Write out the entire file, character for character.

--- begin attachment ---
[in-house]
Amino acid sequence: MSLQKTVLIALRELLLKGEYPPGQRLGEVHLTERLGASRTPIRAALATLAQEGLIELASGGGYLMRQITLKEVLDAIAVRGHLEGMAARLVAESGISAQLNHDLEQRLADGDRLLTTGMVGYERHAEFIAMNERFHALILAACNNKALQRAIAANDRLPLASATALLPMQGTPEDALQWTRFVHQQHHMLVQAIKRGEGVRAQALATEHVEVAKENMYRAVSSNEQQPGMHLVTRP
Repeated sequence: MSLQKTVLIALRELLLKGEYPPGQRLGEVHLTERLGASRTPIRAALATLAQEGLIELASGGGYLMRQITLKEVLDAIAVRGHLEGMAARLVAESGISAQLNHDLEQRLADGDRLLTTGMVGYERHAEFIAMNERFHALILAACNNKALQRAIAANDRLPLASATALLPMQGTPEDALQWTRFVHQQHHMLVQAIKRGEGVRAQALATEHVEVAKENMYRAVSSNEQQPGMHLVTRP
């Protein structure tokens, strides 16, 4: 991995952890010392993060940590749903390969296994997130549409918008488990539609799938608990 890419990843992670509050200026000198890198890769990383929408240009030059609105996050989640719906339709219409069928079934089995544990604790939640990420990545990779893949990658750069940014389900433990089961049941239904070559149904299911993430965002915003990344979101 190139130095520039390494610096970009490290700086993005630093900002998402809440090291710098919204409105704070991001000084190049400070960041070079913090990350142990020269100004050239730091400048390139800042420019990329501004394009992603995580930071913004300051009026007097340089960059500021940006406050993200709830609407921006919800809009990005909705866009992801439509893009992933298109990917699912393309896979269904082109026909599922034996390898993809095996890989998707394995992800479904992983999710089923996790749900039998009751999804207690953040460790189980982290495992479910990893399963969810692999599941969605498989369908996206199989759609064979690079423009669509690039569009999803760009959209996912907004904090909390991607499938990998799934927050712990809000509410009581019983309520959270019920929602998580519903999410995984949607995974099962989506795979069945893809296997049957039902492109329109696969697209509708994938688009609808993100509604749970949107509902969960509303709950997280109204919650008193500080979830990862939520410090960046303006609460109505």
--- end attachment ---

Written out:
[in-house]
Amino acid sequence: MSLQKTVLIALRELLLKGEYPPGQRLGEVHLTERLGASRTPIRAALATLAQEGLIELASGGGYLMRQITLKEVLDAIAVRGHLEGMAARLVAESGISAQLNHDLEQRLADGDRLLTTGMVGYERHAEFIAMNERFHALILAACNNKALQRAIAANDRLPLASATALLPMQGTPEDALQWTRFVHQQHHMLVQAIKRGEGVRAQALATEHVEVAKENMYRAVSSNEQQPGMHLVTRP
Repeated sequence: MSLQKTVLIALRELLLKGEYPPGQRLGEVHLTERLGASRTPIRAALATLAQEGLIELASGGGYLMRQITLKEVLDAIAVRGHLEGMAARLVAESGISAQLNHDLEQRLADGDRLLTTGMVGYERHAEFIAMNERFHALILAACNNKALQRAIAANDRLPLASATALLPMQGTPEDALQWTRFVHQQHHMLVQAIKRGEGVRAQALATEHVEVAKENMYRAVSSNEQQPGMHLVTRP
């Protein structure tokens, strides 16, 4: 991995952890010392993060940590749903390969296994997130549409918008488990539609799938608990 890419990843992670509050200026000198890198890769990383929408240009030059609105996050989640719906339709219409069928079934089995544990604790939640990420990545990779893949990658750069940014389900433990089961049941239904070559149904299911993430965002915003990344979101 190139130095520039390494610096970009490290700086993005630093900002998402809440090291710098919204409105704070991001000084190049400070960041070079913090990350142990020269100004050239730091400048390139800042420019990329501004394009992603995580930071913004300051009026007097340089960059500021940006406050993200709830609407921006919800809009990005909705866009992801439509893009992933298109990917699912393309896979269904082109026909599922034996390898993809095996890989998707394995992800479904992983999710089923996790749900039998009751999804207690953040460790189980982290495992479910990893399963969810692999599941969605498989369908996206199989759609064979690079423009669509690039569009999803760009959209996912907004904090909390991607499938990998799934927050712990809000509410009581019983309520959270019920929602998580519903999410995984949607995974099962989506795979069945893809296997049957039902492109329109696969697209509708994938688009609808993100509604749970949107509902969960509303709950997280109204919650008193500080979830990862939520410090960046303006609460109505």